Renee Montagne

In recent months, mothers who nearly died in the hours and days after giving birth have repeatedly told ProPublica and NPR that their doctors and nurses were often slow to recognize the warning signs that their bodies weren't healing properly.

A joint NPR and ProPublica investigation finds the U.S. medical system can be unprepared when the complications of childbirth turn deadly. NPR reports on healthy mothers who developed one highly treatable complication — preeclampsia — and how it killed them.

As a neonatal intensive care nurse, Lauren Bloomstein had been taking care of other people's babies for years. Finally, at 33, she was expecting one of her own. The prospect of becoming a mother made her giddy, her husband, Larry, recalled recently— "the happiest and most alive I'd ever seen her."

Howard Hughes was one of the towering figures of the 20th century.

He kept gossip columnists busy for decades, first, as a fabulously wealthy movie mogul and aviator who pursued many of Hollywood's great beauties. And then, as an eccentric who ended his days a strange obsessive recluse.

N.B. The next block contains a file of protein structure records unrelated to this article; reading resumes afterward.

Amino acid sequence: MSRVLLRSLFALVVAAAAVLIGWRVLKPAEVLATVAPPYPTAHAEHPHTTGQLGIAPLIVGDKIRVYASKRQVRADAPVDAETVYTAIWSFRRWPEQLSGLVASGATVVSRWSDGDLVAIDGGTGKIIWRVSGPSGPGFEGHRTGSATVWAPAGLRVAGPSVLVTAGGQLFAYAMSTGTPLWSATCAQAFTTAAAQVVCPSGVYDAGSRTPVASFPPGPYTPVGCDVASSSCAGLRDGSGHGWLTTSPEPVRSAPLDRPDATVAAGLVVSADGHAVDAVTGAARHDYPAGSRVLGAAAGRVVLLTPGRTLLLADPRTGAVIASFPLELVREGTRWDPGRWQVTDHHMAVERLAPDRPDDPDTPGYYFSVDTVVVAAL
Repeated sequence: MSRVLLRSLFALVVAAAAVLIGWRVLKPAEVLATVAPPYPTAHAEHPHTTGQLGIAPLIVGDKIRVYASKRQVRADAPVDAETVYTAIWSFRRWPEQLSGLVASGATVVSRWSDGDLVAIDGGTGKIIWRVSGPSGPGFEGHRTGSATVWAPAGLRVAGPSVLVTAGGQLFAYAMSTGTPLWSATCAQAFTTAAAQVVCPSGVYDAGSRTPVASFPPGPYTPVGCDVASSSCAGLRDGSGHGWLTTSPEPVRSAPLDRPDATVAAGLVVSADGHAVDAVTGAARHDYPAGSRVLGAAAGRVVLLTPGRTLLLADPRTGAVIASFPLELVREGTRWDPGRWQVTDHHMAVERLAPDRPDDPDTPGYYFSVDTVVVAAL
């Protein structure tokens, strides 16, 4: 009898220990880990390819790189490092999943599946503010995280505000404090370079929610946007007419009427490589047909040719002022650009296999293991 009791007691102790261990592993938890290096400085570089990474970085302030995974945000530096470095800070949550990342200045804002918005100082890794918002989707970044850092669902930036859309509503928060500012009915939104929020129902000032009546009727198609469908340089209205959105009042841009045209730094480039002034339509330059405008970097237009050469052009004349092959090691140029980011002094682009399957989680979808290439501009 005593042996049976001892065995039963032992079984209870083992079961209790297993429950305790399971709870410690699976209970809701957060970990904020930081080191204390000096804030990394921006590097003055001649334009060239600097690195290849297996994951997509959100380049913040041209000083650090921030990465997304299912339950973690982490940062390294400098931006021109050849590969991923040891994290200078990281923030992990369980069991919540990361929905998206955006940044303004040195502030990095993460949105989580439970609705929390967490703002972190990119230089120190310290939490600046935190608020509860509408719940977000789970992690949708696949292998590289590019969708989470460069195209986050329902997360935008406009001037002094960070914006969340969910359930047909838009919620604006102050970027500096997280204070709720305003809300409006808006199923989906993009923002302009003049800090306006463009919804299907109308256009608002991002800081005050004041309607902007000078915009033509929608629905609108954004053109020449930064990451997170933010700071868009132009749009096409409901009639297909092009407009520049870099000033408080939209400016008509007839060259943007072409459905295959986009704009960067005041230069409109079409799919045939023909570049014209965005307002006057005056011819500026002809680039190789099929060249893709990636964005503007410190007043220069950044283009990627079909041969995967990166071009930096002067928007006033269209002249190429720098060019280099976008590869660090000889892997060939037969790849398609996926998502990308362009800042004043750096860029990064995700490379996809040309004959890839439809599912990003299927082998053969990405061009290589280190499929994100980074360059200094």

Now, Hughes is at the center of a new movie written, produced, directed by — and starring — Warren Beatty. It's called Rules Don't Apply.

If you want a peek into the history of drugstores, there's the History of Pharmacy Museum at the University of Arizona College of Pharmacy, in Tucson, Ariz.

A hand-carved wood prescription counter helps recreate the look of a small-town pharmacy in the 1800s. And some of the old-timey medicines give you a sense of what the place must have smelled like.

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